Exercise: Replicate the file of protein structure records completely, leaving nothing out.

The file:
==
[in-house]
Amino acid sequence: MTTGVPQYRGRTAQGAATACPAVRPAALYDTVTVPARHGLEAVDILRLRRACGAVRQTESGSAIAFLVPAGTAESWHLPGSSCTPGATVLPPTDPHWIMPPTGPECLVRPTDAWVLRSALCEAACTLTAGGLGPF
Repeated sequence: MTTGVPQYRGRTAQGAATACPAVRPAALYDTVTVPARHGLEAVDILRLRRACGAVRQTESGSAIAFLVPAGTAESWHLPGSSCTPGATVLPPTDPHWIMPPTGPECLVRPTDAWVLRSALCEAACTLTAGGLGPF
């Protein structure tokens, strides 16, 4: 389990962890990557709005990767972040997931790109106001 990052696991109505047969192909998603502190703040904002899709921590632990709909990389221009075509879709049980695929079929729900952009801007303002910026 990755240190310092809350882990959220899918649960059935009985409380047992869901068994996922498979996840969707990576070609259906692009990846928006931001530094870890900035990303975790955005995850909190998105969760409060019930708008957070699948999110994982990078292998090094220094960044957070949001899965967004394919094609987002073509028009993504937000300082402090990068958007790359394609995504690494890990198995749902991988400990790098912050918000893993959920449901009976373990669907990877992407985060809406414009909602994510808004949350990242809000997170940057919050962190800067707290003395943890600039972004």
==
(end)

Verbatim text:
[in-house]
Amino acid sequence: MTTGVPQYRGRTAQGAATACPAVRPAALYDTVTVPARHGLEAVDILRLRRACGAVRQTESGSAIAFLVPAGTAESWHLPGSSCTPGATVLPPTDPHWIMPPTGPECLVRPTDAWVLRSALCEAACTLTAGGLGPF
Repeated sequence: MTTGVPQYRGRTAQGAATACPAVRPAALYDTVTVPARHGLEAVDILRLRRACGAVRQTESGSAIAFLVPAGTAESWHLPGSSCTPGATVLPPTDPHWIMPPTGPECLVRPTDAWVLRSALCEAACTLTAGGLGPF
């Protein structure tokens, strides 16, 4: 389990962890990557709005990767972040997931790109106001 990052696991109505047969192909998603502190703040904002899709921590632990709909990389221009075509879709049980695929079929729900952009801007303002910026 990755240190310092809350882990959220899918649960059935009985409380047992869901068994996922498979996840969707990576070609259906692009990846928006931001530094870890900035990303975790955005995850909190998105969760409060019930708008957070699948999110994982990078292998090094220094960044957070949001899965967004394919094609987002073509028009993504937000300082402090990068958007790359394609995504690494890990198995749902991988400990790098912050918000893993959920449901009976373990669907990877992407985060809406414009909602994510808004949350990242809000997170940057919050962190800067707290003395943890600039972004």